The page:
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My department requires that papers are published in a journal that has an impact factor and is indexed in Web of Science.

I submitted a paper to one of these and went through four rounds of review, and now my paper is accepted. However, the journal is now considered "On Hold" by Clarivate and is at risk of being removed from their indices:

On Hold

Concerns have been raised about the quality of the content published in this journal. The journal is being re-evaluated according to our selection criteria; new content will not be indexed during the course of the re-evaluation.

When the evaluation is complete, the publisher will be informed of the outcome and the journal will either: be removed from coverage if it no longer meets the quality criteria or remain covered if it continues to meet the quality criteria. If the journal meets the quality criteria, any missing content will be indexed. If the journal is removed from coverage, content will not be backfilled. In the most serious cases of breaches in a journal's editorial standards, as determined by our selection criteria, published content may be removed from Web of Science. Timeframes for completing a re-evaluation will depend on the particular circumstances of each case.

Will this status "on hold" affect the impact factor for the journal (it is Q1 currently), and how long it will be "on hold"? What should I do with my paper?

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  • Can you explain why you care what "clarivate.com" thinks about this journal? They are a for-profit multi-billion-dollar corporation... Commented Feb 2, 2023 at 17:40
  • You haven't named the journal, nor its publisher. It would be a problem if the journal is predatory.
    – Buffy
    Commented Feb 2, 2023 at 18:12
  • Predatory journals will publish just about anything if you pay their fees. They are not reputable or reliable. Bealle's List may be too old to completely rely on, but it is a place to start. Sharing the name of the journal here shouldn't cause any problems.
    – Buffy
    Commented Feb 2, 2023 at 18:17
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    The only people who can tell you how that would be interpreted in context of your departmental regulations live in your department. Talk with your chair about it. Commented Feb 2, 2023 at 20:24
  • If the journal is in the first quartile (Q1) then it is unlikely to be de-classified for academic reasons. Clarivate may be trying to pry some concessions from the publisher. Commented Feb 2, 2023 at 23:40

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If I read this right, then you published in Journal of X for which later on Clarivate and their indexing products decided that they don't trust Journal of X any more. There is nothing you can do about this: The dispute is between Journal of X and Clarivate, and you are not party of the dispute; you are just an innocent bystander.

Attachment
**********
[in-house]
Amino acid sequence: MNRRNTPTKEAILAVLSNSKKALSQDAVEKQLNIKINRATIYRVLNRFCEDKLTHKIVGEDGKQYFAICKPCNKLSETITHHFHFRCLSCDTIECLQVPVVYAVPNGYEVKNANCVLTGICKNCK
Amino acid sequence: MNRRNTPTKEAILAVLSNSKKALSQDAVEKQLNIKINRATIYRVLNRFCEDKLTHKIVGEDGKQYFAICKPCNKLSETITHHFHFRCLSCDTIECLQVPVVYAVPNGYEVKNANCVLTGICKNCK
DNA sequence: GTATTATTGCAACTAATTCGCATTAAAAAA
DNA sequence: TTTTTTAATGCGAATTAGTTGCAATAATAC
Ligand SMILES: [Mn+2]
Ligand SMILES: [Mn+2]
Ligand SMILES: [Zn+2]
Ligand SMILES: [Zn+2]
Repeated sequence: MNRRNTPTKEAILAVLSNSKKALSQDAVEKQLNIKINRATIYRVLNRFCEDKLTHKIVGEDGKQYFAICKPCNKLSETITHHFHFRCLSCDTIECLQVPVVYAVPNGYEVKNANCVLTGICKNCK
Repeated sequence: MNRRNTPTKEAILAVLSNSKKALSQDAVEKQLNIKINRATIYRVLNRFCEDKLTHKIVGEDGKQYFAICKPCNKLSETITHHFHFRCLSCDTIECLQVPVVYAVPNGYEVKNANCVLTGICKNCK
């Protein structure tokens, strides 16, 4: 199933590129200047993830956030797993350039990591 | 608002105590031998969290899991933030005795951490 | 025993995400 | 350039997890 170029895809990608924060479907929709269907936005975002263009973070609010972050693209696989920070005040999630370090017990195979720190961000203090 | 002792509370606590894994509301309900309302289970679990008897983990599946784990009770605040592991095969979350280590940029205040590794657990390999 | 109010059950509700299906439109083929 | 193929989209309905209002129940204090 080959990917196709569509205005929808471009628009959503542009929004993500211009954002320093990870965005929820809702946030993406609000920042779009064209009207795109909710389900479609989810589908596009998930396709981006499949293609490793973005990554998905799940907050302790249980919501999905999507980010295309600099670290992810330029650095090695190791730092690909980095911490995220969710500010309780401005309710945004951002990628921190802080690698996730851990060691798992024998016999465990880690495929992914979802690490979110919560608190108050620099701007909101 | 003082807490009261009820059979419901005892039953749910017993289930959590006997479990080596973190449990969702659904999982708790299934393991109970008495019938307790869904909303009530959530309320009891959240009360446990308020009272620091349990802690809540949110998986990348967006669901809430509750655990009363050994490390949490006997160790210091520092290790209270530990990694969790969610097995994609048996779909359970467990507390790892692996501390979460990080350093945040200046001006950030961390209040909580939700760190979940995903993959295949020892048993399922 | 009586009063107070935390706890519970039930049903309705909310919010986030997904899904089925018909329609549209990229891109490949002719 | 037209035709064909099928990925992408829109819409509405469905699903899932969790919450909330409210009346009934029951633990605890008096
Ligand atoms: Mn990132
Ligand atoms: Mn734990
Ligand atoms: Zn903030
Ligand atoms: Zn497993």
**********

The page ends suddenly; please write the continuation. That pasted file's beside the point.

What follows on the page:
If your department requires you to publish in journals that are indexed by Clarivate, then the truth is that you are likely out of luck. You can't force Clarivate to index (or continue to index) Journal of X. You can of course discuss with your department head whether they still accept your publication for their purposes, and maybe they will if you explain that at the time you submitted the publication, the Journal of X was still indexed.

Going forward, you will want to make sure that (i) you keep doing good work by international standards, and (ii) choose journals to publish in that are of high quality and high ethical standards, and consequently will continue to be indexed in the future.

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  • Actually, I read it that the article was accepted, not published. There may be something that can be done.
    – Buffy
    Commented Feb 2, 2023 at 18:24
  • what is the expected time that I should know the result of the re-evaluation process, please? Commented Feb 2, 2023 at 18:35
  • Does this evaluation mean that the journal isn't good or will be removed? or it is just a routine procedure Commented Feb 2, 2023 at 18:37
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    @user20133451 The status text which you included in your question states: "Concerns have been raised about the quality of the content published in this journal" - why would you think they mean anything different than what they've said directly?
    – Bryan Krause
    Commented Feb 2, 2023 at 18:56
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    @WolfgangBangerth - that is a little unfair, since (1) their advisor may have had a hand in the selection, and (2) it was indexed before, so met the criteria. Only in retrospect might it be a bad move.
    – Jon Custer
    Commented Feb 2, 2023 at 21:48

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